Jury Coordination and Notes

Recycling or Re-imagining? By Keefer Blakeslee

remakes.jpgHollywood! Whether you love it or you don’t it’s still the movie capital of the U.S. Many of the finest work of cinema come from the palm tree palace. However, with every yang there is always a yin. Case and point – the remake.

Hollywood is known for taking a film that’s already been done and creating a new one with a different twist. Sometimes they can be better than the original and others (most of the time) should have been left alone. Regardless, I’ve always been skeptical about remakes. “If it’s not broke, don’t fix it!” That’s my motto. Why reboot a film that was already amazing. Honestly, if Hollywood wants to do remakes, why don’t they regurgitate terrible films? That way, they have a second chance to make a great new story and if it’s a flop, it no worse than the original. Instead we get remakes like Charlie and the Chocolate Factory and Planet of the Apes (oddly enough both directed by Tim Burton) that, in my humble opinion, tarnish classics.

I’ve always hated the excuses studios give on why they decided to “improve” classics. “Because they Keefer.2014.5.jpgnow have better video quality and special effects.” To me, that is not a valid reason. If you’re going to do a remake don’t rely on CGI tricks. I’m talking about Ben-Hur. Say what you want.  Is Hollywood out of ideas or are they just doing it for the money?  There is another legitimate reason why Hollywood might remake films and it’s a good one – to re-imagine the story.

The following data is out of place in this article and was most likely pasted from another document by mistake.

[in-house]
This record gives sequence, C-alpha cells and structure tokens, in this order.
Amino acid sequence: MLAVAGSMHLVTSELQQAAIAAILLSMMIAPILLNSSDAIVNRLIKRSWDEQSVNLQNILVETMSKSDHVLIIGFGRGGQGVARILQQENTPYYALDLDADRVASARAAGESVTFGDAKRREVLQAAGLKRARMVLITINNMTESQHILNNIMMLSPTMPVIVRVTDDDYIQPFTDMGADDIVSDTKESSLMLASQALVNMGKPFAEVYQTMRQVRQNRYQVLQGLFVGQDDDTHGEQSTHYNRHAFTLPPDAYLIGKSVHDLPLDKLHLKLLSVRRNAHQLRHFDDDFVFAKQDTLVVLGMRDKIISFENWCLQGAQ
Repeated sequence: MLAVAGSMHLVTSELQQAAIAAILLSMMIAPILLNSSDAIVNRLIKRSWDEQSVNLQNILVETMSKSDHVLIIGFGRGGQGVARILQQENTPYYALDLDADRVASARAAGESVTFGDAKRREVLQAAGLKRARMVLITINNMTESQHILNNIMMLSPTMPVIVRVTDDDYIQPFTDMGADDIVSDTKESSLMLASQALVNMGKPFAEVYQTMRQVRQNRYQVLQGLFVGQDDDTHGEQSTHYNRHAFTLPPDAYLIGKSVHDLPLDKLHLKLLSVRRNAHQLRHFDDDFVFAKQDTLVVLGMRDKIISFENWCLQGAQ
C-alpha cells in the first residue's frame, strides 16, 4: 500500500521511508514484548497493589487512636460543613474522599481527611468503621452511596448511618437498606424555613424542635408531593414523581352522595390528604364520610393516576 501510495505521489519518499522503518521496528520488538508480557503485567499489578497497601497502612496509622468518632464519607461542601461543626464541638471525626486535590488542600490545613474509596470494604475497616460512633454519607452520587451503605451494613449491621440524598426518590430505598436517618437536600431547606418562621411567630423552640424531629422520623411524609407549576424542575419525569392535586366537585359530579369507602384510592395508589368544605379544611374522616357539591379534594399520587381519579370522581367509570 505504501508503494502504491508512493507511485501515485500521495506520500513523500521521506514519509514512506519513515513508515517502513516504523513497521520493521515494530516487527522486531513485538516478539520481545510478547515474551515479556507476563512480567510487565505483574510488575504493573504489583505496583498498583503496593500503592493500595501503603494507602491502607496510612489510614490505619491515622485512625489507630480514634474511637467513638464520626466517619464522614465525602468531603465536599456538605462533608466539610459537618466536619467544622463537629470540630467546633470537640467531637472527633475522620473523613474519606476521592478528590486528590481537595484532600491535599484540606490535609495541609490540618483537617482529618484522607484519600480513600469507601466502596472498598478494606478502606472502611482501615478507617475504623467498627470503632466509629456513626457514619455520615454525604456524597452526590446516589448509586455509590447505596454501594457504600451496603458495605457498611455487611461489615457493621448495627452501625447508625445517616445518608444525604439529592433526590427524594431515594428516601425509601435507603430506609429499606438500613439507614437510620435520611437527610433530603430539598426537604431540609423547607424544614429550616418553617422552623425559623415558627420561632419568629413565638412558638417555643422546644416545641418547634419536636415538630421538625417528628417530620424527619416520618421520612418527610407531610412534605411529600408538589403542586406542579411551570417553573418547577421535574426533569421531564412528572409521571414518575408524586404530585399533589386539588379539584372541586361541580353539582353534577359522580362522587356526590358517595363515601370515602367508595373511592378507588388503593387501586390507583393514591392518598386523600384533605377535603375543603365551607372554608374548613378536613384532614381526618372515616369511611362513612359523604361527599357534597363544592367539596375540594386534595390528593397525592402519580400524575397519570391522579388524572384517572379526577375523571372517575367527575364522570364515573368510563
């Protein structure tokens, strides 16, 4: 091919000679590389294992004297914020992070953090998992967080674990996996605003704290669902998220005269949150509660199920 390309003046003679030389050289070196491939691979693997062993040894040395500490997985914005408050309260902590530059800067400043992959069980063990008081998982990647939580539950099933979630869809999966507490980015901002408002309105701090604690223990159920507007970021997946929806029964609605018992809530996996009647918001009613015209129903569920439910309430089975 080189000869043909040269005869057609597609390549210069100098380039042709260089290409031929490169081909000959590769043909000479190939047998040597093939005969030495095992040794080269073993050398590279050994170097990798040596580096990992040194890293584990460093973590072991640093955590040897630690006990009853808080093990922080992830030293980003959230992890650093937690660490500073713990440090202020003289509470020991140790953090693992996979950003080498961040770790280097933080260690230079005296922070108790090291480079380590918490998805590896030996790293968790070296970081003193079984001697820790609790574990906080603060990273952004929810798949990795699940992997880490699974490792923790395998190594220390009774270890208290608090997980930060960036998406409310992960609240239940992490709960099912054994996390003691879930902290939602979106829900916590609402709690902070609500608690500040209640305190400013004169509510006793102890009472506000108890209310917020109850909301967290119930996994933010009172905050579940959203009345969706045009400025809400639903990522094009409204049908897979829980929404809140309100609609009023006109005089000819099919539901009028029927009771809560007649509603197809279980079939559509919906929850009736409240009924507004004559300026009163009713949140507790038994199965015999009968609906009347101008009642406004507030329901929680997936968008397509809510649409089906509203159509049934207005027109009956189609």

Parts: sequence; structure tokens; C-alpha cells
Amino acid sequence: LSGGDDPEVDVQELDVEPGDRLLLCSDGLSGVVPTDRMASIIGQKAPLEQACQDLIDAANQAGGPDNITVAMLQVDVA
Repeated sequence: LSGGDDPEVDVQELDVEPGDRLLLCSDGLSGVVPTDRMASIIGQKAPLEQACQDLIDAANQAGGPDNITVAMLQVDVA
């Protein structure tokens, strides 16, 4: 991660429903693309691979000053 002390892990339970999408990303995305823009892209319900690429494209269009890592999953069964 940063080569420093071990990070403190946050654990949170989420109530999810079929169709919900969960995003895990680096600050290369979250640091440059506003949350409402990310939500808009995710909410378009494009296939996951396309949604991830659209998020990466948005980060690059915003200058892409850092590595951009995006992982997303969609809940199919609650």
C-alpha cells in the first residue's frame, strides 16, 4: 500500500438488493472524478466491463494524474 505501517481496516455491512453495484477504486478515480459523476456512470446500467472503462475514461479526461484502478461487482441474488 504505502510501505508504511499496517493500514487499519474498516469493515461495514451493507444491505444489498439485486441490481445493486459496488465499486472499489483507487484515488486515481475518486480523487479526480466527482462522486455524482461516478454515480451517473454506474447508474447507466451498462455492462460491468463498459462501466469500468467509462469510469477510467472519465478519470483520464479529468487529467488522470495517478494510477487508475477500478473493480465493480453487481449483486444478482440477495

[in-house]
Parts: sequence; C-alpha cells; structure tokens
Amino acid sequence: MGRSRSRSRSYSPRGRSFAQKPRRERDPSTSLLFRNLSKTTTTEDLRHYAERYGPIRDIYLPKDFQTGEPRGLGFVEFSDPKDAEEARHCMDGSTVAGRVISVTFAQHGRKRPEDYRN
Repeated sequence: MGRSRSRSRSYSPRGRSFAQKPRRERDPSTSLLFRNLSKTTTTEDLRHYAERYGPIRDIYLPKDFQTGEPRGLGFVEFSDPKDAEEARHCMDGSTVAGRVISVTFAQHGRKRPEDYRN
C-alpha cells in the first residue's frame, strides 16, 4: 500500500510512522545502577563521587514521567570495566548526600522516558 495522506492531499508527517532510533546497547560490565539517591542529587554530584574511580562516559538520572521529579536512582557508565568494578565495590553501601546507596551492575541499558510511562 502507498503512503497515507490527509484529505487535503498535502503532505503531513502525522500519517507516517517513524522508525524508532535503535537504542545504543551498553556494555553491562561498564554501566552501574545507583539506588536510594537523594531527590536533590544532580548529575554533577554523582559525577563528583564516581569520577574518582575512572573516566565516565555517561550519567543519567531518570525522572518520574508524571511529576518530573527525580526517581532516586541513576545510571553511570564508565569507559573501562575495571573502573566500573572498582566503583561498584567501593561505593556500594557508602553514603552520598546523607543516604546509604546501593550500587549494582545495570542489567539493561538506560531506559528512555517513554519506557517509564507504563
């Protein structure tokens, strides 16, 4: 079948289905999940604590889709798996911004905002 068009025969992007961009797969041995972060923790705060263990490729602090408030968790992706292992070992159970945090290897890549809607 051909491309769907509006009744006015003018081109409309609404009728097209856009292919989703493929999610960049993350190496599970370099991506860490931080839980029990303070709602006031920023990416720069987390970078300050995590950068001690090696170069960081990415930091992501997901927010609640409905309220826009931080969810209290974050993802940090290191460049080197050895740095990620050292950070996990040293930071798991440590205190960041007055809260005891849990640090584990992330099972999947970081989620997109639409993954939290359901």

I don’t hate remakes. Even though I’m not 100% in favor of them, I understand why filmmakers want to create them. I believe filmmakers are smart enough to know that you shouldn’t go into a project with the intentions to top the original. The audience decides that. Instead, they go with the mindset of not re-making, but re-imaging.

Directors have different styles of telling stories. If you gave the story, 20,000 Leagues Under the Sea to a bunch of different filmmakers, each one would have a different vision. Spielberg would focus on the adventure and wonder. Howard would show the survival aspect. Anderson would probably make the Nautilus a pink hotel. Now, these new visions can breathe new life into these classic stories, but they should also bring back what made them great originally.

As I said before, there are good remakes. Recently, my favorites have been Disney’s live action remakes of The Jungle Book and Cinderella. These films not only re-create the magic that made us love the original, but they also give it a modern touch that invites a new generation to be exposed to these stories. Hollywood has given me hope for good remakes – scratch that, re-imaginings. As much as you and I may hate remakes, you have to admit that good can come from them. Now, sequels and prequels, that’s for the next blog.

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